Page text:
• nickwitha_k (he/him)@lemmy.sdf.org
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        3 months ago

        In the hypothetical, if one were able to lick elemental hydrogen in its atomic, rather than molecular form, it would have a few potential effects. The one that would concern me most would be its aggressive reactivity, ripping hydrogens away from anything that it could in order to achieve stability. This would potentially cause tissue damage both from the deprotonation and shift in pH.

          • nickwitha_k (he/him)@lemmy.sdf.org
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            3 months ago

            It would be more likely a secondary or tertiary effect. That is, H• radicals ripped away from their parent molecules would leave •OH, •R, and •RNH radicals. These are unstable and highly reactive, “desiring” to have that stable electron configuration. Likely, this will result in electrons being shifted to bring in more stable species, like OH-. Overall, we’re looking at effectively a deprotonation of the saliva, with extra intermediary steps to stabilize the radicals.

            • threelonmusketeers@sh.itjust.works
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              3 months ago

              Interesting. Given that H• is a neutral species, what would cause the preference for the creation of stable negative species (freeing up H+) over the creation of stable positive species (freeing up OH-)?

              • nickwitha_k (he/him)@lemmy.sdf.org
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                3 months ago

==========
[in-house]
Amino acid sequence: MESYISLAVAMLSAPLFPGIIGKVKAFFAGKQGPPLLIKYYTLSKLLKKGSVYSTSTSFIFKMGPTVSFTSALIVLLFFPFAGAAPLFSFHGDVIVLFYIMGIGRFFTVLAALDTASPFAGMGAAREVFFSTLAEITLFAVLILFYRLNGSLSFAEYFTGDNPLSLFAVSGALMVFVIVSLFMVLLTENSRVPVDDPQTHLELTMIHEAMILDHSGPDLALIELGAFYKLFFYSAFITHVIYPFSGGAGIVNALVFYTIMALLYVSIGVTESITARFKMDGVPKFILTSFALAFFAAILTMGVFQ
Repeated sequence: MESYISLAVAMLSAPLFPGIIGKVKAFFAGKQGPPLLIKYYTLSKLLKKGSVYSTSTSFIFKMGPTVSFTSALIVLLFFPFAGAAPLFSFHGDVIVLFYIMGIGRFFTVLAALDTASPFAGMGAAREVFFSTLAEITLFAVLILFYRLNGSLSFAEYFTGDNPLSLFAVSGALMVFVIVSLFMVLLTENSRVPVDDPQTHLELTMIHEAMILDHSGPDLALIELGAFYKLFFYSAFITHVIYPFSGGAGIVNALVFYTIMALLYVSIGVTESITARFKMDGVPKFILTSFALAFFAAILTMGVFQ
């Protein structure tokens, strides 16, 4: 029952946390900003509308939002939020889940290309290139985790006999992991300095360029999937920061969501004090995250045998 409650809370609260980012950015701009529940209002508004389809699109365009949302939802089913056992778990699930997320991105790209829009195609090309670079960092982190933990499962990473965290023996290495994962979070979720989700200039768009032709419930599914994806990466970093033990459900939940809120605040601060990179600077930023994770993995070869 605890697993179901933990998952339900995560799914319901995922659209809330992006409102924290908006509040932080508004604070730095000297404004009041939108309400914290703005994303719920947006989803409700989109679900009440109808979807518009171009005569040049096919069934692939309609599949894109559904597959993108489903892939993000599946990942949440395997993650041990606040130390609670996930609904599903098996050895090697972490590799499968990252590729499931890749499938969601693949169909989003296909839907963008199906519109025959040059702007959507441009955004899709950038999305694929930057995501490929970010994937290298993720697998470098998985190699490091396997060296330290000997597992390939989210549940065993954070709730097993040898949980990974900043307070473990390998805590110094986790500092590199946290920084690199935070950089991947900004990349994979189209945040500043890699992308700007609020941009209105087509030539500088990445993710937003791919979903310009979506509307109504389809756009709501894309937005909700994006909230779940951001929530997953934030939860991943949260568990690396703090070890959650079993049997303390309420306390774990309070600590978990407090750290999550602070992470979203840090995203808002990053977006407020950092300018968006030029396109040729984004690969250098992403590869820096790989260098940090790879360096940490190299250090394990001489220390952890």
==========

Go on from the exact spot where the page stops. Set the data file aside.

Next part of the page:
Neutral as far as pH is concerned, yes. However, radicals tend to be very reactive due to their valance not being full. I am a bit rusty, TBH, as I’m about a decade and a half out of uni but, the best way to predict the products of the reaction is to look at the high-level of the equation:

                H• (excess) + H••OH + H••R + H••N-R -> H2(g) + •OH + •R + •N-R

                All of the products of the initial reaction here are radicals except for the H2 molecules. They all are going to further react to form more stable species with full valances, with possible exception being the molecular hydrogen. Because the elemental hydrogen is introduced as a radical rather than protons (H+ ions) in the solution, the final products are likely to be more negatively charged, neutral, and/or have some interesting hydrogen additions, especially in the hydrocarbons and amino acids.

                For example, there could be reactions like: R• + •OH + •N-R -> R-OH + HO-N-R

                Overall, however, the amount of free hydrogen/protons is likely to be reduced as they are effectively removed from solution as hydrogen gas.

      • Arcity 🇵🇸🇺🇦@feddit.nl
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        3 months ago

        Nothing, because you can have only one atom of it. Multiple will just form molecular hydrogen H2. That one hydrogen atom will aggressively rip of another hydrogen of a molecule of water for example, but it won’t be noticeable.